GAC extends condolences to the family and friends of groundbreaking music journalist and author Chet Flippo, who passed away in the early morning hours of June 19 at St. Thomas Hospital in Nashville. He died unexpectedly of complications from a brief illness. He was 69.
At the time of his passing, Chet served as editorial director at CMT where he wrote the popular weekly column, Nashville Skyline. As a writer and editor for Rolling Stone in the 1970s, he covered artists and subjects such as the Rolling Stones, Bob Dylan, John Lennon, Joseph Heller, Tom Wolfe and the Who. He also pioneered country music coverage for Rolling Stone, profiling such artists as Willie Nelson, Dolly Parton, Tanya Tucker and Waylon Jennings.
In the forward to The Country Reader, Chet shared the story of Waylon Jennings contacting him after Rolling Stone published “a very critical review” he had written about Waylon’s album Ladies Love Outlaws. Waylon wanted to meet with him in person and Chet admitted being leery as Waylon’s reputation proceeded him.
“But he put me at ease, shook my hand, got me a beer, and said, ‘Hoss, you were right about that album,” Chet wrote. “The things you said were right on target and I appreciate that. We need that.”
Born October 21, 1943, in Fort Worth, Texas, Chet served in the U.S. Navy during the Vietnam War and earned bachelor’s and master’s degrees in journalism. After working as contributing editor for Rolling Stone while in graduate school at the University of Texas in Austin, he became Rolling Stone’s New York bureau chief in 1974. When the magazine moved its offices from San Francisco to New York in 1977, he became senior editor.
“Magazine writing can be enervating,” he wrote in 1991. “It can be degrading. It can also be one hell of a lot of fun. In some ways it reminds me of the military. You get to travel and see the world and meet lots of interesting people. You also have to follow the rules and put in your time before they let you out to do what you really want to.”
Chet left Rolling Stone in 1980 to write the book Your Cheatin’ Heart: A Biography of Hank Williams. He went on to publish books on Paul McCartney, Graceland, the Rolling Stones and David Bowie. St. Martin’s published an anthology of his articles, Everybody Was Kung-Fu Dancing: Chronicles of the Lionized and the Notorious, in 1991. He also wrote articles for the New York Times, TV Guide, Texas Monthly, Q Magazine of London and more as well as TV scripts for VH1 and CBS.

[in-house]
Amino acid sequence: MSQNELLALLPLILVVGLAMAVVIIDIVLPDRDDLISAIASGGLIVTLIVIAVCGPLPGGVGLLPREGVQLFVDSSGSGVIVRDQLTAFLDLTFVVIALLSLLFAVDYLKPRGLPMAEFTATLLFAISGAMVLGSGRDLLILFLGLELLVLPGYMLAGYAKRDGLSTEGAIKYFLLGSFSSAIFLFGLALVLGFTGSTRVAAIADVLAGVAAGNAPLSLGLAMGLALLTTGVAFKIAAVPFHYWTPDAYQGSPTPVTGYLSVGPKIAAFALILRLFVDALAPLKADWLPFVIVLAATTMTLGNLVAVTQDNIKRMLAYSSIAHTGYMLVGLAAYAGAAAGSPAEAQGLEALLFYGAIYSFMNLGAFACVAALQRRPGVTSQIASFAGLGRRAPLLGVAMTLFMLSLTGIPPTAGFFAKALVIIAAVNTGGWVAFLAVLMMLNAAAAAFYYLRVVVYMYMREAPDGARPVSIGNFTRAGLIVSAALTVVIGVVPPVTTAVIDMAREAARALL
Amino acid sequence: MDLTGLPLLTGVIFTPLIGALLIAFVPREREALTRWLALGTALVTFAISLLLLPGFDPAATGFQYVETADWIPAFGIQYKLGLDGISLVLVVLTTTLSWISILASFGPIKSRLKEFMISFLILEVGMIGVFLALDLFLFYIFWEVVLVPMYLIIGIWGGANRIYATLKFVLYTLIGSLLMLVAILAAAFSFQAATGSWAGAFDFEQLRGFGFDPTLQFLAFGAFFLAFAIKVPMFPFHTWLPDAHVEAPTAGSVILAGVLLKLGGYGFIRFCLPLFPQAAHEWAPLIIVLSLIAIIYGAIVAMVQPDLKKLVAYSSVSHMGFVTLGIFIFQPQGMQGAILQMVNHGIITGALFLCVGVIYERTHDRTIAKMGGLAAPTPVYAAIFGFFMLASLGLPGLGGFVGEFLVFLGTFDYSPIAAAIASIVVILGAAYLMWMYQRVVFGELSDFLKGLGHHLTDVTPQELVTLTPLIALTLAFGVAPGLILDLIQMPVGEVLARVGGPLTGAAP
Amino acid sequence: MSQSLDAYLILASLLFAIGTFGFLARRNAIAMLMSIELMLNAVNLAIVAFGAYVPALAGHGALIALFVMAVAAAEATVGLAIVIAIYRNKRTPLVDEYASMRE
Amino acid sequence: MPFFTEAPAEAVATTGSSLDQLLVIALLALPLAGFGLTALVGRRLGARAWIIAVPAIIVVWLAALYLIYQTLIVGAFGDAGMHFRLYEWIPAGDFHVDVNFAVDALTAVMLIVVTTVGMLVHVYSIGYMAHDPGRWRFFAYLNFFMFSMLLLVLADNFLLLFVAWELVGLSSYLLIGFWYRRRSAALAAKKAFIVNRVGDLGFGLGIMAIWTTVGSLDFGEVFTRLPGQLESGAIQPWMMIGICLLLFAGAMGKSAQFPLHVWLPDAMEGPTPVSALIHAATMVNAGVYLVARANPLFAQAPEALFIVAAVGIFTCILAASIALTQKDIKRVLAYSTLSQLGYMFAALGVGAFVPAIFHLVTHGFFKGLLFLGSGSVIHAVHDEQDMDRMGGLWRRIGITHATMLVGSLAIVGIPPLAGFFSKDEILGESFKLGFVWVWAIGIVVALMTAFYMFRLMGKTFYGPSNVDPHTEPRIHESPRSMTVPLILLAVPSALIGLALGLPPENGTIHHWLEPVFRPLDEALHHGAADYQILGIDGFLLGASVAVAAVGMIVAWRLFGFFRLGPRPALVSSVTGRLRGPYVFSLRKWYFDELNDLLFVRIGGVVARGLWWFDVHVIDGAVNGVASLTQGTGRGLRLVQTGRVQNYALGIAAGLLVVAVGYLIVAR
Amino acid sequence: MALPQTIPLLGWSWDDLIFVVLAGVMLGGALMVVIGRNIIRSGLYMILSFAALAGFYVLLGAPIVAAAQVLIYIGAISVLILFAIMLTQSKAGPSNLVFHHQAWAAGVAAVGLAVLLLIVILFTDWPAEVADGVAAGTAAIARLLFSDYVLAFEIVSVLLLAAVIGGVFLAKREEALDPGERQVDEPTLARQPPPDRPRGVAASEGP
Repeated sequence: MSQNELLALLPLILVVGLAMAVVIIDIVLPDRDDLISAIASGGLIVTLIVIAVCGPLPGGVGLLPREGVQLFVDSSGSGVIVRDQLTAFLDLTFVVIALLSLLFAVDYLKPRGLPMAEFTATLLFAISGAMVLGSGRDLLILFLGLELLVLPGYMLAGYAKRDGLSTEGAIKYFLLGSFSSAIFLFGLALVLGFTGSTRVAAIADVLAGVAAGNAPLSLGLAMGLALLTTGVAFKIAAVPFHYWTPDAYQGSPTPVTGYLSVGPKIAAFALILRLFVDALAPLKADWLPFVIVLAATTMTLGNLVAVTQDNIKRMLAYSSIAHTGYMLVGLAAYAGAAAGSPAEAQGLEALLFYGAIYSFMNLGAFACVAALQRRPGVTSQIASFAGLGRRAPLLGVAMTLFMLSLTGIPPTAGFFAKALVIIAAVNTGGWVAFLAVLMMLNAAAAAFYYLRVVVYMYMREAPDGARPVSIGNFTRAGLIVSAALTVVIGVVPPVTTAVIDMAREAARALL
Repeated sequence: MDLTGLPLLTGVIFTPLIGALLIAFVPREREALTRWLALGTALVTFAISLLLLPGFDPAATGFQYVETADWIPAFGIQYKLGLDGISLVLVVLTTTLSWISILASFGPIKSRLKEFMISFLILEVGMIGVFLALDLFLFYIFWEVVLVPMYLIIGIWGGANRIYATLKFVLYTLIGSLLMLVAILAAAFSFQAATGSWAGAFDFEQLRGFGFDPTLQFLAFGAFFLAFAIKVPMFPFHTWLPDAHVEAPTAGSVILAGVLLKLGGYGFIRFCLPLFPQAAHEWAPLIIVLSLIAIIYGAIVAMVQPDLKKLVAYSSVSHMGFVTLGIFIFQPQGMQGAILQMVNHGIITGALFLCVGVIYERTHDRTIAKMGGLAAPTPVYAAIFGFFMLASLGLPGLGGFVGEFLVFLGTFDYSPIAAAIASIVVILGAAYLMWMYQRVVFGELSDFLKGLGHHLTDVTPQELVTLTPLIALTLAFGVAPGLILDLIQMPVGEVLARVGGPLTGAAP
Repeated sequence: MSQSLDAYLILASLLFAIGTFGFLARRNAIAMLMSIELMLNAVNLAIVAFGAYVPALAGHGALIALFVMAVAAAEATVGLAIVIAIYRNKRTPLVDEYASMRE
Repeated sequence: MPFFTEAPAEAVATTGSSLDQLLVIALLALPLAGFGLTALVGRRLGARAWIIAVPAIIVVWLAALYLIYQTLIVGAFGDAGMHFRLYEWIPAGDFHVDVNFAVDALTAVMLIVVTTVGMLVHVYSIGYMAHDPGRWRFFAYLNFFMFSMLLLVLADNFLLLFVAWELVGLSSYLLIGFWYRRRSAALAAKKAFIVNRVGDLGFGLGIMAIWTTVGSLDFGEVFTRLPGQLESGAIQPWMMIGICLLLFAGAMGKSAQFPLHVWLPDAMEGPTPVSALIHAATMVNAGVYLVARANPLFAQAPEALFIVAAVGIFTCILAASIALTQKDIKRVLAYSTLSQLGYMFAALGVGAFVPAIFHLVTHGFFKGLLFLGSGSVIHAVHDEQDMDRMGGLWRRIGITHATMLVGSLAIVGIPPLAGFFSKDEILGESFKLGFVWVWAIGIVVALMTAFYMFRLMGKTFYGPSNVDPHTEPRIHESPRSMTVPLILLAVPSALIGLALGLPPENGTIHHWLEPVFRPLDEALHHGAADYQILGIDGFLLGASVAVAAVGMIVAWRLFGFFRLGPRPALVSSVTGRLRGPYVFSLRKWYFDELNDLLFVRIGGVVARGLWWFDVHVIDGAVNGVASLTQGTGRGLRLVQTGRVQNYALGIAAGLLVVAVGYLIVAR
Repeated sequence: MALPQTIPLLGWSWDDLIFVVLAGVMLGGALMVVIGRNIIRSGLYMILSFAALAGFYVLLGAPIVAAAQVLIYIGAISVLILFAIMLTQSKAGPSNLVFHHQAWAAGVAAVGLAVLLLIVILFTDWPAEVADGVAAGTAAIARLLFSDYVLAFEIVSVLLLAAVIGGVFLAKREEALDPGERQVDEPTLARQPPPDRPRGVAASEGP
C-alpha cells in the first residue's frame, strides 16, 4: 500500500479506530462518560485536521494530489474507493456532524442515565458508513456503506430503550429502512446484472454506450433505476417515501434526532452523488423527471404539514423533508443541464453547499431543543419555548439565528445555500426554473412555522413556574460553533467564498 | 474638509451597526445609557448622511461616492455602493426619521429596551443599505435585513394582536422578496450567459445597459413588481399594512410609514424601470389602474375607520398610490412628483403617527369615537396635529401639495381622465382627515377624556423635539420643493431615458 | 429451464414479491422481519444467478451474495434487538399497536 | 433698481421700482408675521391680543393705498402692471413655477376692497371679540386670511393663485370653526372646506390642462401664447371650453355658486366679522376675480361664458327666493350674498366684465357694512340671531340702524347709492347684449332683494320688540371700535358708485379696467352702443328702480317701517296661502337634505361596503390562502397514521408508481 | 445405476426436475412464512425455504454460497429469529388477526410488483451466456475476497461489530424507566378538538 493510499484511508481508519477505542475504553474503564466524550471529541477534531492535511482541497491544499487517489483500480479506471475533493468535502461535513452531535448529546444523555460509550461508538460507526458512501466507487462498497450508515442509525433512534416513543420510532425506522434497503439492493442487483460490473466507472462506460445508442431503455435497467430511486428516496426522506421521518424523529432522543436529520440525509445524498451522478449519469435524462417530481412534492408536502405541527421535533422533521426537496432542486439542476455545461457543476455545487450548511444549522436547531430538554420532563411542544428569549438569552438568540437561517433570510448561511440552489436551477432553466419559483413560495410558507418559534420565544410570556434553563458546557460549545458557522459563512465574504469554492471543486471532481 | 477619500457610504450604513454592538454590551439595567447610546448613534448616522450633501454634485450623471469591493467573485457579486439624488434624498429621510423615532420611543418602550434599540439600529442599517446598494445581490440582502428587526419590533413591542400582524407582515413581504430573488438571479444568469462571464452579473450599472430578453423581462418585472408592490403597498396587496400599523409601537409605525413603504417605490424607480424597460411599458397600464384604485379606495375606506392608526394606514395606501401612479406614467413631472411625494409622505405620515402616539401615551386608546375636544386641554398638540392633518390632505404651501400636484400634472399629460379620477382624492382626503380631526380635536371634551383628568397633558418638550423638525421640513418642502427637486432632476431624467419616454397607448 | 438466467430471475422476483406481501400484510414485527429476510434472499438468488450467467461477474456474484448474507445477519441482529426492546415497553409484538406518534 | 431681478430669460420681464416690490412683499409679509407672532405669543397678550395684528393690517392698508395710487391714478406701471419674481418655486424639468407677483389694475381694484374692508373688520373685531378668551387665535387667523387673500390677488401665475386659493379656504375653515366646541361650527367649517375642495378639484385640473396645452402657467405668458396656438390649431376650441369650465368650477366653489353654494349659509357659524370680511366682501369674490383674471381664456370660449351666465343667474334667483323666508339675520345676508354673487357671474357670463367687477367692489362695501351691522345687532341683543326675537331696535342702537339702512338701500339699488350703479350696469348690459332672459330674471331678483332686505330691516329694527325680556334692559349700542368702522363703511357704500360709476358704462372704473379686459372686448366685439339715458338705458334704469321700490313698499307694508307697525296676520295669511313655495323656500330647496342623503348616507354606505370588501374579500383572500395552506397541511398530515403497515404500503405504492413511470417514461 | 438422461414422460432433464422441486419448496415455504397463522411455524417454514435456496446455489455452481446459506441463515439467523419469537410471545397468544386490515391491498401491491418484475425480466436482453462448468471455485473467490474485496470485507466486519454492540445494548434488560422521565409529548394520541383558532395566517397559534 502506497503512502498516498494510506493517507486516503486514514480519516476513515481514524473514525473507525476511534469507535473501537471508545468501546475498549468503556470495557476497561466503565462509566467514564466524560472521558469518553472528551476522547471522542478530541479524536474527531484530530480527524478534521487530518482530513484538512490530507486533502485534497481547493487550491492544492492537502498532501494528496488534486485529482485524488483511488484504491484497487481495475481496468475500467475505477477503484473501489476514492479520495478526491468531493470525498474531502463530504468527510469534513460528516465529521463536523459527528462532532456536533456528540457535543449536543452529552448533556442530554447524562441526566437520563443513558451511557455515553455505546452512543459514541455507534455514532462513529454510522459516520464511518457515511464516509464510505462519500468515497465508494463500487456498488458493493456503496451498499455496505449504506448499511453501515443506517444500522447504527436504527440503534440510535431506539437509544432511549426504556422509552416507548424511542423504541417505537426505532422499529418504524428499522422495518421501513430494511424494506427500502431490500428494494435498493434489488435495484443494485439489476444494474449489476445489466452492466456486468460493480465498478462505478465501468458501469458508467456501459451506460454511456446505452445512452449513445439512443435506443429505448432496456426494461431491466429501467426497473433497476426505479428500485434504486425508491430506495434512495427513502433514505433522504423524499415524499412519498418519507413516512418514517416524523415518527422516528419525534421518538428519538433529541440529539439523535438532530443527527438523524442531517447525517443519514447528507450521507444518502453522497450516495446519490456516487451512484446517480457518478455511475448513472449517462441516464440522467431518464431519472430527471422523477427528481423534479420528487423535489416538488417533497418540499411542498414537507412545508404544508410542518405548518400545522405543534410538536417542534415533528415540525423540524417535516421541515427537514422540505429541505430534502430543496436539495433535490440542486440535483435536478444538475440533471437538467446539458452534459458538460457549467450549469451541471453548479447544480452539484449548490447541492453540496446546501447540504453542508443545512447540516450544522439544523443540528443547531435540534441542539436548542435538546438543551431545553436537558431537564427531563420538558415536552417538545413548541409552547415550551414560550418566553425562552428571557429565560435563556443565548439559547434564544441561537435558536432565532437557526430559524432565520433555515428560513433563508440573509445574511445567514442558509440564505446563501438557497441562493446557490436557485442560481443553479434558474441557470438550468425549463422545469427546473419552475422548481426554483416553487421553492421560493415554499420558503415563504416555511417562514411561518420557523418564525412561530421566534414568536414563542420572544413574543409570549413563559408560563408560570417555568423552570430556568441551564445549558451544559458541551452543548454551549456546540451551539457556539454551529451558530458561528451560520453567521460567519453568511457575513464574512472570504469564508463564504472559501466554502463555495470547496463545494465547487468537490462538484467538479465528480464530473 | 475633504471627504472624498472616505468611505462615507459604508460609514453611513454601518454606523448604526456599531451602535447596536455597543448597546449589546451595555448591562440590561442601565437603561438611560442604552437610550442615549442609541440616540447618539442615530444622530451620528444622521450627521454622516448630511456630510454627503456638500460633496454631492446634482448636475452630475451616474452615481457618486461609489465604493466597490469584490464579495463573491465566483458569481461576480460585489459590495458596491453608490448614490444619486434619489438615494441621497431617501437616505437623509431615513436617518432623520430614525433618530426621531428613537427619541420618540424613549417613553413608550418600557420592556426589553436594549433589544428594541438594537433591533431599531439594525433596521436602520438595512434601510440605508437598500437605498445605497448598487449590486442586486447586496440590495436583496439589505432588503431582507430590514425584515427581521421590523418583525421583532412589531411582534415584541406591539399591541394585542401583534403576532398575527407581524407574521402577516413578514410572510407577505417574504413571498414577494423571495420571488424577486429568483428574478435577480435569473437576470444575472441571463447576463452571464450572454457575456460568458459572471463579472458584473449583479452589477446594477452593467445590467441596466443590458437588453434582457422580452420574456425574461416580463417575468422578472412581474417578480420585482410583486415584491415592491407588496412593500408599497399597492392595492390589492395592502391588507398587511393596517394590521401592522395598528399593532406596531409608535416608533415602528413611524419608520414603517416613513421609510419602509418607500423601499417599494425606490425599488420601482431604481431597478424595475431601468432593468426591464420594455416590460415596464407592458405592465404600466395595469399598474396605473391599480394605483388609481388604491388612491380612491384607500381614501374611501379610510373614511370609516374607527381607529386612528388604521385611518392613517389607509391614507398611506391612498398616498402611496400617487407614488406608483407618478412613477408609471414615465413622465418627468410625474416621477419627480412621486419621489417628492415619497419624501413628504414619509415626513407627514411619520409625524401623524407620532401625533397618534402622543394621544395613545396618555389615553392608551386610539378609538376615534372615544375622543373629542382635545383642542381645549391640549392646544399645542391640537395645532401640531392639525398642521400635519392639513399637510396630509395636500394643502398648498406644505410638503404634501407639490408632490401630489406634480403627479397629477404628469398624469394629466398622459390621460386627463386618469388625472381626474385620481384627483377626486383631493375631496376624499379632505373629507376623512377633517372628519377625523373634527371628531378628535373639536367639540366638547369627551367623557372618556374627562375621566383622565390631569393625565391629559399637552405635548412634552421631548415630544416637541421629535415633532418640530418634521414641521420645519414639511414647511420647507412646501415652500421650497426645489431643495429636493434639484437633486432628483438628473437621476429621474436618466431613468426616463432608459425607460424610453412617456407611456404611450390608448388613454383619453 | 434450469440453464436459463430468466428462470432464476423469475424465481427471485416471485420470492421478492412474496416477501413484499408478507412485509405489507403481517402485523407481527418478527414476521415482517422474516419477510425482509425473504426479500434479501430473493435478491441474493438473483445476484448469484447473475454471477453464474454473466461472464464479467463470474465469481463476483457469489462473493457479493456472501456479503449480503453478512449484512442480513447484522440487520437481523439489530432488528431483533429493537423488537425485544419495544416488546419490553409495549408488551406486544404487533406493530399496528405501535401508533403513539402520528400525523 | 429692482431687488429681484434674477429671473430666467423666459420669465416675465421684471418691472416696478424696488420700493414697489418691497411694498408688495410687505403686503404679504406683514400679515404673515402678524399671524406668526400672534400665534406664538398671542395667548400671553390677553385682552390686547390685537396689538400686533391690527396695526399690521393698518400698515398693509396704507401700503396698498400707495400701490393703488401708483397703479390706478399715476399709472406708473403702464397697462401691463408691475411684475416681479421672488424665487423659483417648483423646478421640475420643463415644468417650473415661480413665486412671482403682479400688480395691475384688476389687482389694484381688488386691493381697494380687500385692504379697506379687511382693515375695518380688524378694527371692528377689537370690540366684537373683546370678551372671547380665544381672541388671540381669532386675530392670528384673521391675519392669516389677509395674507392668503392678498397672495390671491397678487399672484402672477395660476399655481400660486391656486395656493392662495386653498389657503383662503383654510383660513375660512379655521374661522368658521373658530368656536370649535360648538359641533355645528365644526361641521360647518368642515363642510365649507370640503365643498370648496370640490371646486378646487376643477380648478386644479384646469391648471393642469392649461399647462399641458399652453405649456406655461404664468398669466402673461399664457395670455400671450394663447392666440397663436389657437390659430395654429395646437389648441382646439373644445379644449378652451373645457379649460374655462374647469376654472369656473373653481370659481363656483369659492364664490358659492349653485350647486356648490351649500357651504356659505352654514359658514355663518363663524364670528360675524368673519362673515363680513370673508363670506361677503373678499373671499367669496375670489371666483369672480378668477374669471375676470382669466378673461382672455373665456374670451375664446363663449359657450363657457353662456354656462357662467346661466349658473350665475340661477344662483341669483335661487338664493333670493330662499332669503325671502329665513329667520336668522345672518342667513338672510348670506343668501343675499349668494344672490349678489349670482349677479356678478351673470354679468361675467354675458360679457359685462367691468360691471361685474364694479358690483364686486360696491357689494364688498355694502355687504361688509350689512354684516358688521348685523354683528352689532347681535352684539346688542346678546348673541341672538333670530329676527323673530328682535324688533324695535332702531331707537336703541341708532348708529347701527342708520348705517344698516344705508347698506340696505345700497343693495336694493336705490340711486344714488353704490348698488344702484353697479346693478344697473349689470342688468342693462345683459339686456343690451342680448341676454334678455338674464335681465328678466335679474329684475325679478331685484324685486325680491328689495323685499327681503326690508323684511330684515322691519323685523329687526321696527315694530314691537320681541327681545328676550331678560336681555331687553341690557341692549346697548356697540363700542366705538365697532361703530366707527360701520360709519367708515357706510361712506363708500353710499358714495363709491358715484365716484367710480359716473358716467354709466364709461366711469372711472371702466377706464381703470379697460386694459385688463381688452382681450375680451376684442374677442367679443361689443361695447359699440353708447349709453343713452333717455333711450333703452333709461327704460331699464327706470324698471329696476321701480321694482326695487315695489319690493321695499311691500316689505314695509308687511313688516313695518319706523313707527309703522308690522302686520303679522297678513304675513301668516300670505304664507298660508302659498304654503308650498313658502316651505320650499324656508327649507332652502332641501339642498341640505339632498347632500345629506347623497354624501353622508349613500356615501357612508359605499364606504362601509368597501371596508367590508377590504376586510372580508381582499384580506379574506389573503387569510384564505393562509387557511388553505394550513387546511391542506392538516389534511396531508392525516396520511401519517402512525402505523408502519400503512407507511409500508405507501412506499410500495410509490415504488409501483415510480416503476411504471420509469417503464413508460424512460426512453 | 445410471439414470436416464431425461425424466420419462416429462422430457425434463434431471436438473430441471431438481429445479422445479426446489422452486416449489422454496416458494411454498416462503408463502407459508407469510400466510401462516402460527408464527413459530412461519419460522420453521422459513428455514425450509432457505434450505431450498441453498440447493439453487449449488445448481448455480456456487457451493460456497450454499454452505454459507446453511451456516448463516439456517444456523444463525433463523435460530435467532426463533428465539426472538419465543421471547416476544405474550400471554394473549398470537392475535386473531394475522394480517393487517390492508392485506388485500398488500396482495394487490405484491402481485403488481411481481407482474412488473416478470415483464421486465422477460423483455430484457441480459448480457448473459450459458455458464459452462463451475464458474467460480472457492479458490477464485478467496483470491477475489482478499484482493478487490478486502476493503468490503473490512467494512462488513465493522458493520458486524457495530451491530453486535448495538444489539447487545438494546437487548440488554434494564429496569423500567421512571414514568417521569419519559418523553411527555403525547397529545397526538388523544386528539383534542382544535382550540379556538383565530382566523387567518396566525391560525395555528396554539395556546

From 1991 to 1994 Chet was a lecturer in journalism at the University of Tennessee, before moving to Nashville to work for Billboard. He received the Country Music Association’s 1998 CMA Media Achievement Award. In 2006, The International Country Music Conference honored him with the Charlie Lamb Award for Excellence in Country Music Journalism.
As the news of Chet’s passing spread, country stars began to pay their respects through statements and social media sites. Alan Jackson, one of the artists Chet championed, spoke to Billboard about Chet.
“Chet respected the importance of real country music – he had a genuine understanding of its history and a true appreciation for it,” Alan said. “He was out there telling the world about country music long before it was the ‘cool’ thing to talk about. He told it like he saw it, and I’m glad he did.”
Taylor Swift offered her condolences through Twitter. “We’ve lost Chet Flippo, one of my favorite journalists, who devoted his life to writing about music from a place of integrity. So sad,” she wrote.
“Chet Flippo may be best known as one of Rolling Stone’s most famous critics, but he was also a smart, willing-to-tell-the-truth advocate of country music,” Kenny Chesney said in a statement. “It’s hard to believe he’s passed on, but something tells me he’s wherever the really good music is.”
Chet’s wife, noted music journalist and author Martha Hume Flippo, died December 17, 2012. He is survived by a sister Shirley Smith of Brandon, Florida, and brothers Bill Flippo of Saginaw, Texas, and Ernest Flippo of Abbington, Massachusetts.
Plans for a memorial service are incomplete. The family asks that memorial contributions be made to the Country Music Hall of Fame and Museum.